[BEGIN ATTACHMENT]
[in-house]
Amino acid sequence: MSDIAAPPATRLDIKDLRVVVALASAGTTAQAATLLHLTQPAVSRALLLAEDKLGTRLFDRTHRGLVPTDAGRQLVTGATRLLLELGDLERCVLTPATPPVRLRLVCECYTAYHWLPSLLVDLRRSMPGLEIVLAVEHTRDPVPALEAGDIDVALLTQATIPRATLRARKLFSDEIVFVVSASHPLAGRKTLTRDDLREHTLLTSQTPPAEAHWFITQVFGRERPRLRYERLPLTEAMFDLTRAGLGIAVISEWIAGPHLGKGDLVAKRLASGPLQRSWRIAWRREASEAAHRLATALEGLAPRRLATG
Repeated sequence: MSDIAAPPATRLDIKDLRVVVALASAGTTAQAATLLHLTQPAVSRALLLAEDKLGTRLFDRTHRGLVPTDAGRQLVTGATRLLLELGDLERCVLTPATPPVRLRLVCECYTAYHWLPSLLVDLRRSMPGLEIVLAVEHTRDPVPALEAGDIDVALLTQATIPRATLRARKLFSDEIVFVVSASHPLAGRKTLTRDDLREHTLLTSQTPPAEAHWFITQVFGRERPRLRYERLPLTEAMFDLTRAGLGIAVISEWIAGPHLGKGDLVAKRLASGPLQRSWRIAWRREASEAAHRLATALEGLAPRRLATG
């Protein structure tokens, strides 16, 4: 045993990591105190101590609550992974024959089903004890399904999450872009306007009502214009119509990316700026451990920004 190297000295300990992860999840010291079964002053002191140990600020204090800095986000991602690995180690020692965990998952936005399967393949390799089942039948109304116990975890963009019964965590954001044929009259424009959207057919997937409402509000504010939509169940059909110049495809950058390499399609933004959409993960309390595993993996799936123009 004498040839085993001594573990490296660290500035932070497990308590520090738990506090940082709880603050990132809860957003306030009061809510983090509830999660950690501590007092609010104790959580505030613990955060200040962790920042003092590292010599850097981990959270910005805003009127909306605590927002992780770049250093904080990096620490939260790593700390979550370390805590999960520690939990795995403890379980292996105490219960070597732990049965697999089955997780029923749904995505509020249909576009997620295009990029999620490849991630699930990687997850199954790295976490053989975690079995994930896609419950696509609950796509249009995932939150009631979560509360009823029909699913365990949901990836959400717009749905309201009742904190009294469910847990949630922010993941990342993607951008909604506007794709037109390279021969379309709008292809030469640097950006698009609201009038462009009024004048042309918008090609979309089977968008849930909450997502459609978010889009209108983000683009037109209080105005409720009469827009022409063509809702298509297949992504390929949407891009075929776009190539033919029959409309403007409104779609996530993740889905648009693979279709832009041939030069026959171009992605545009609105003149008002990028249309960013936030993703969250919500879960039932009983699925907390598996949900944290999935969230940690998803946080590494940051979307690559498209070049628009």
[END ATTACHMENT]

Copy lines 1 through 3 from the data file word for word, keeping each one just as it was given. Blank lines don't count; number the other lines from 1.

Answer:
[in-house]
Amino acid sequence: MSDIAAPPATRLDIKDLRVVVALASAGTTAQAATLLHLTQPAVSRALLLAEDKLGTRLFDRTHRGLVPTDAGRQLVTGATRLLLELGDLERCVLTPATPPVRLRLVCECYTAYHWLPSLLVDLRRSMPGLEIVLAVEHTRDPVPALEAGDIDVALLTQATIPRATLRARKLFSDEIVFVVSASHPLAGRKTLTRDDLREHTLLTSQTPPAEAHWFITQVFGRERPRLRYERLPLTEAMFDLTRAGLGIAVISEWIAGPHLGKGDLVAKRLASGPLQRSWRIAWRREASEAAHRLATALEGLAPRRLATG
Repeated sequence: MSDIAAPPATRLDIKDLRVVVALASAGTTAQAATLLHLTQPAVSRALLLAEDKLGTRLFDRTHRGLVPTDAGRQLVTGATRLLLELGDLERCVLTPATPPVRLRLVCECYTAYHWLPSLLVDLRRSMPGLEIVLAVEHTRDPVPALEAGDIDVALLTQATIPRATLRARKLFSDEIVFVVSASHPLAGRKTLTRDDLREHTLLTSQTPPAEAHWFITQVFGRERPRLRYERLPLTEAMFDLTRAGLGIAVISEWIAGPHLGKGDLVAKRLASGPLQRSWRIAWRREASEAAHRLATALEGLAPRRLATG